It is a cold morning in AD 71: a small galley clumsily docks at the Place of the Yews in Brigantia, Northern Britain.
Gaius Sabinius Trebonius has arrived at the confluence of what will become known as the Ouse and the Fosse to survey the site for a new Ninth Legion fortress. Cethen Lamh-fada is reluctantly hosting the Briganti king, Venutius, along with a small force of warriors and a bard. Unaware, Gaius goes about assessing and laying out the new fortress. As the Romans prepare to leave the more hotheaded warriors attack the survey party. In the resulting melee Gaius, severely wounded, tumbles into the river between the galley and the dock; Cethen, on impulse, leaps in and saves him.
From this small act begins the ambivalent relationship between the families of Gaius and Cethen that reverberates throughout the Province and even the Empire.
Eboracvm: The Village sets the scene for the often tempestuous and frequently cordial relationships between conquering Romans and rebellious Britons, intertwined with personal feuds and passionate affairs that drive the political landscape of Northern Britannia.
In The Fortress, the Romans continue to build forts and subdue the indigenous tribes. The lives of Cethen, Elena, and Roman Gaius, with their now-adult children play out around their fateful meeting in Roman York. After spoiled, cocky Marcus returns there, he finds himself in terrible danger; Rhun and Coira are caught between the land of their birth and the way of life they’ve come to know.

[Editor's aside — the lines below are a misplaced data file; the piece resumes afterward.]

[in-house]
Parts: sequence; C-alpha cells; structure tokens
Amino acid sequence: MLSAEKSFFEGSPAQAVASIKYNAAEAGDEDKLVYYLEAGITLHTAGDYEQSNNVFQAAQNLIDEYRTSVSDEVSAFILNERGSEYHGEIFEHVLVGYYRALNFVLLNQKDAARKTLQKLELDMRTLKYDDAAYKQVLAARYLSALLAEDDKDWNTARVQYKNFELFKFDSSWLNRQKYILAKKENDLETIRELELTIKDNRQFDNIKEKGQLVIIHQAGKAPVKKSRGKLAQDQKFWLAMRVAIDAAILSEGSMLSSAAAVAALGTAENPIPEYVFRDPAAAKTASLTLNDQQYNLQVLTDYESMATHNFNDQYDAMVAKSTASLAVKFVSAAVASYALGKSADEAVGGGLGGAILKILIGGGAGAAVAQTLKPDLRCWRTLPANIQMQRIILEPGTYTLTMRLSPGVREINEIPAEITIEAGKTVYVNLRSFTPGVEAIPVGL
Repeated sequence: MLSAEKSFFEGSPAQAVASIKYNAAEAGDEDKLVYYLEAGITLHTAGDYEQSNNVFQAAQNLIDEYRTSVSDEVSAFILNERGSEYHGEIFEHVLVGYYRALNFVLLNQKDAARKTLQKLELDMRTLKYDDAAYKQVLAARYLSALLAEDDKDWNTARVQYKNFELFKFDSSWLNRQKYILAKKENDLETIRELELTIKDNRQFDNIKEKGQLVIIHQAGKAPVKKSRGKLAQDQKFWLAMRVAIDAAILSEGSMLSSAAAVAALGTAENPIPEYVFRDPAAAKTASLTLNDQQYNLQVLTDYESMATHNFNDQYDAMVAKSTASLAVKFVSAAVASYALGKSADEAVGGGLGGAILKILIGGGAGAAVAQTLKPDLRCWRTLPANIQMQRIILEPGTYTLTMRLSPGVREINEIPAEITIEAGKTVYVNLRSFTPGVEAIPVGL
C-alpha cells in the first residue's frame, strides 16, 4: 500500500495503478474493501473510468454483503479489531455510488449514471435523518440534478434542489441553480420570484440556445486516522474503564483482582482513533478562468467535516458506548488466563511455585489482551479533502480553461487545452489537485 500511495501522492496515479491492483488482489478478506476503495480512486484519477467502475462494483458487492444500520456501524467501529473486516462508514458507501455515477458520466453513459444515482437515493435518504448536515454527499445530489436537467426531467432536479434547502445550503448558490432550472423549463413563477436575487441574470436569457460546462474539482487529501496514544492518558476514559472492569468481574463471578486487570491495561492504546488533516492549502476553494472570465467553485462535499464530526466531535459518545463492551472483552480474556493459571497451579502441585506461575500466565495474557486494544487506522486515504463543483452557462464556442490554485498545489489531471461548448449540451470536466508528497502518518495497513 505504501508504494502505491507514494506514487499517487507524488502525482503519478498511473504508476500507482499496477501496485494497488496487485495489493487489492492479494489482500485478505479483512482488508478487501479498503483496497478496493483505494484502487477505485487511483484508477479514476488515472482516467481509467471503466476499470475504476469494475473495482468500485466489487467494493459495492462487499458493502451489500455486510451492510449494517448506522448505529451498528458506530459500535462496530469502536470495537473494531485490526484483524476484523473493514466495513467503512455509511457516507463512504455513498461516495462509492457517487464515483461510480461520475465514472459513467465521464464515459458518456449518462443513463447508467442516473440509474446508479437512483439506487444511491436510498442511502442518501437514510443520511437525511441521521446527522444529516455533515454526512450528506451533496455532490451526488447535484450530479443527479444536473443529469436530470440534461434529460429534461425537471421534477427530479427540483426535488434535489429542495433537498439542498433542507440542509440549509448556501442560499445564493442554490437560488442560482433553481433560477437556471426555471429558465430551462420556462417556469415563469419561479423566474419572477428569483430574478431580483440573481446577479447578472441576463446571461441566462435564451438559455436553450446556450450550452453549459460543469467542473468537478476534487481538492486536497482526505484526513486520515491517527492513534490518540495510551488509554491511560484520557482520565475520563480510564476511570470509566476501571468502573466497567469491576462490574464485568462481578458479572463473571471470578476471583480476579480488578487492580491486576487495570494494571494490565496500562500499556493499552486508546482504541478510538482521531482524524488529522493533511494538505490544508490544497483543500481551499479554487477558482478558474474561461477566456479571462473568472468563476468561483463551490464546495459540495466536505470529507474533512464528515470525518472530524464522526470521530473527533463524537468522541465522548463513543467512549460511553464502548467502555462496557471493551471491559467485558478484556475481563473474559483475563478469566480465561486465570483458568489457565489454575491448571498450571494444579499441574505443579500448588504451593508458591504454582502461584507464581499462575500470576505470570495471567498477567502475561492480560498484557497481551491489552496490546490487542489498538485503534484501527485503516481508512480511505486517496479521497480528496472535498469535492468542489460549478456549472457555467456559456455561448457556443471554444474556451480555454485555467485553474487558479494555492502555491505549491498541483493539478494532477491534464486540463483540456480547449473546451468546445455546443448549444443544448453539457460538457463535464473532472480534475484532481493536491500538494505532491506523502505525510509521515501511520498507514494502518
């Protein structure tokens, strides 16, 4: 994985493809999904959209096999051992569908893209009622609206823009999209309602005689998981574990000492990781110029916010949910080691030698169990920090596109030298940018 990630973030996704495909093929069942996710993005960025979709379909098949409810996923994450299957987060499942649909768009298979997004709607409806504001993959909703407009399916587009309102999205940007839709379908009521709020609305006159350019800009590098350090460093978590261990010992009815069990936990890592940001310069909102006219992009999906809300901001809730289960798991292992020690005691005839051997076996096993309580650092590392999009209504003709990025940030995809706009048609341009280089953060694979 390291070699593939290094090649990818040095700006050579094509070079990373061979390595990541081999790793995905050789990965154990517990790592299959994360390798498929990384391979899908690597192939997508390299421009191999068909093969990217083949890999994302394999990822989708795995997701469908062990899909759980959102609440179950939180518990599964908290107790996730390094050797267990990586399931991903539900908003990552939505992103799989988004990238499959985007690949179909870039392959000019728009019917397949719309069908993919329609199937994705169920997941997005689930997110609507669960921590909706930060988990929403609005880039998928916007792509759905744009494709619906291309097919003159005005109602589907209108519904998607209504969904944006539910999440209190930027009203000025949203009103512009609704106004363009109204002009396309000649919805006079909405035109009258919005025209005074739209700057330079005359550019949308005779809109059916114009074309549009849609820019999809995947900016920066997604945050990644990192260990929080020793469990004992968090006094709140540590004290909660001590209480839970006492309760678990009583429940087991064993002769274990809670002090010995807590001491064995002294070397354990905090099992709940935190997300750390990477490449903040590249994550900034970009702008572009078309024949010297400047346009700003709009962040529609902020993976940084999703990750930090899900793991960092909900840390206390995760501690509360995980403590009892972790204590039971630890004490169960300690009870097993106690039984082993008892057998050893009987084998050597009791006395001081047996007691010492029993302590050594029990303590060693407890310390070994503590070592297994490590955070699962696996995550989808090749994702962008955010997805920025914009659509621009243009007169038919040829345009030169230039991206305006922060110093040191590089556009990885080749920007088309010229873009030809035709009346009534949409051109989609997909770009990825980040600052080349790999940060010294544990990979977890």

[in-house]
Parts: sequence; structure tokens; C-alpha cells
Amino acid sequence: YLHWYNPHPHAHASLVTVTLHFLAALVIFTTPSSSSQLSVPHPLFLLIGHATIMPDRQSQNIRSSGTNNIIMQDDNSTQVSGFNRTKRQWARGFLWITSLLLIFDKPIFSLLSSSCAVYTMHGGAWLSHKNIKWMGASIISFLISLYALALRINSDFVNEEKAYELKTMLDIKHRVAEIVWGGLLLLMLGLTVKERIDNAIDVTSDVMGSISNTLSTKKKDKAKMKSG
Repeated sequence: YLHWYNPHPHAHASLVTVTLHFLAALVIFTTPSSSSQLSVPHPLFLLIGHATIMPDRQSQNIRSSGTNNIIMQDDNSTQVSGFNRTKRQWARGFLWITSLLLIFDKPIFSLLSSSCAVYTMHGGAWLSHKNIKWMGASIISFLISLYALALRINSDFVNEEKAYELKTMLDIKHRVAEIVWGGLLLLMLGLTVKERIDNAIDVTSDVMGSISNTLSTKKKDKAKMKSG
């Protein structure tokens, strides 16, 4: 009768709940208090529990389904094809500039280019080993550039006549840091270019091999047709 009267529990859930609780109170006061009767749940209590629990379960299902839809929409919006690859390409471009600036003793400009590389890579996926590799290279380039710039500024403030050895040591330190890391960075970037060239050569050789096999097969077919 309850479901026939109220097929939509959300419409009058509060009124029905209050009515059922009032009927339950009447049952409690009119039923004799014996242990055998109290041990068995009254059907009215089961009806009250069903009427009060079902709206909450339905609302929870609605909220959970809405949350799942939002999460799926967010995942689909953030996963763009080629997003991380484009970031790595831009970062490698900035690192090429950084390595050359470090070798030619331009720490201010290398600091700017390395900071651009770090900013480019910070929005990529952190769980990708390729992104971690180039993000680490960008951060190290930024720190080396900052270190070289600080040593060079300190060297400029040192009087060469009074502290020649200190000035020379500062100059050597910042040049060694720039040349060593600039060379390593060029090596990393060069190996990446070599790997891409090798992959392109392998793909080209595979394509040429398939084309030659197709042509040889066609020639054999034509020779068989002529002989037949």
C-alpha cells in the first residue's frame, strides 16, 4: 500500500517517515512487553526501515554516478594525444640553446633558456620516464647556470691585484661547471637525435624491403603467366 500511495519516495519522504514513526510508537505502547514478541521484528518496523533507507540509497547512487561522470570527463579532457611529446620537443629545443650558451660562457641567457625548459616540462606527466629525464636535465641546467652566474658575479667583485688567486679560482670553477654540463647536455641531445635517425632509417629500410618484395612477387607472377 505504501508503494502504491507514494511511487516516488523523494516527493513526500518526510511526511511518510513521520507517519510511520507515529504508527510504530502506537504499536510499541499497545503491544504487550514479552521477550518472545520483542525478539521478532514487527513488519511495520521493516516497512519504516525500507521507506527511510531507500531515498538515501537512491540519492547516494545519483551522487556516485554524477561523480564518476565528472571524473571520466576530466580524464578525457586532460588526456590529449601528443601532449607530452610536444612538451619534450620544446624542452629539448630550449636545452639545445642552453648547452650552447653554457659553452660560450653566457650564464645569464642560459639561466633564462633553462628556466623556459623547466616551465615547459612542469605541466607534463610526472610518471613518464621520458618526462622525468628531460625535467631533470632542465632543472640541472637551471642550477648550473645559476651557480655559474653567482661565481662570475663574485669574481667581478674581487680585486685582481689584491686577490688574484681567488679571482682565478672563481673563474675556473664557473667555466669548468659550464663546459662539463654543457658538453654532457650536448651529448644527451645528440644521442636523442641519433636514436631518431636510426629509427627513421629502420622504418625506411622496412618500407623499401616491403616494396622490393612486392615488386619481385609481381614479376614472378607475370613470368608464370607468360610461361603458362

Filled with action, The Fortress shows realistically how Britons and Romans would have dealt with hardship, danger, and each other. These are our ancestors, warts and all: no reckless heroes and no evil villains; just everyday people with familiar problems that echo down through the centuries.
As the new century dawns, and Rome’s frontiers are again in turmoil. The Year is A.D. 105. The Emperor Trajan is calling in troops from around the empire to secure Dacia’s rich mines of iron, copper, and gold. Britannia’s forts are left under strength and the north is once more in flames as the tribesmen sense weakness in Rome’s armies. The Ninth Legion, based at Eboracvm, must once more bear the brunt of the rebellion when, as the ageing Cethan Lamh-fada observes, ‘They’re having another damned go at it!’
Now settled in Brigantia and living far longer than he ever wanted, Cethan finds his family once more straddling both sides of Rome’s ambition. As two of his sons guide the fate of Rome’s legions, two more try their utmost to hold them at bay. Carved in Stone is set against the uprising of A.D. 105 when Rome abandoned most of the north leaving Agricola’s old forts in ruins, the story completes the saga of Cethan Lamh-fada and his people, and their unending struggle to remain free.
The human face of history beckons the reader on. It is both a political and personal tale, as feuds and friendships develop and run their course.
Sitting perfectly between the Roman soldier bloody buddy dramas of Simon Scarrow, and his more family-oriented Gordianus series by Steven Saylor, Graham Clews has created a saga of Britain and Rome, played out between families: one on each side. Gaius and family, Cethen, Elena and their children; and Cartimundua’s bard, Criff, play key roles in the development of Britain throughout the Eboracvm trilogy.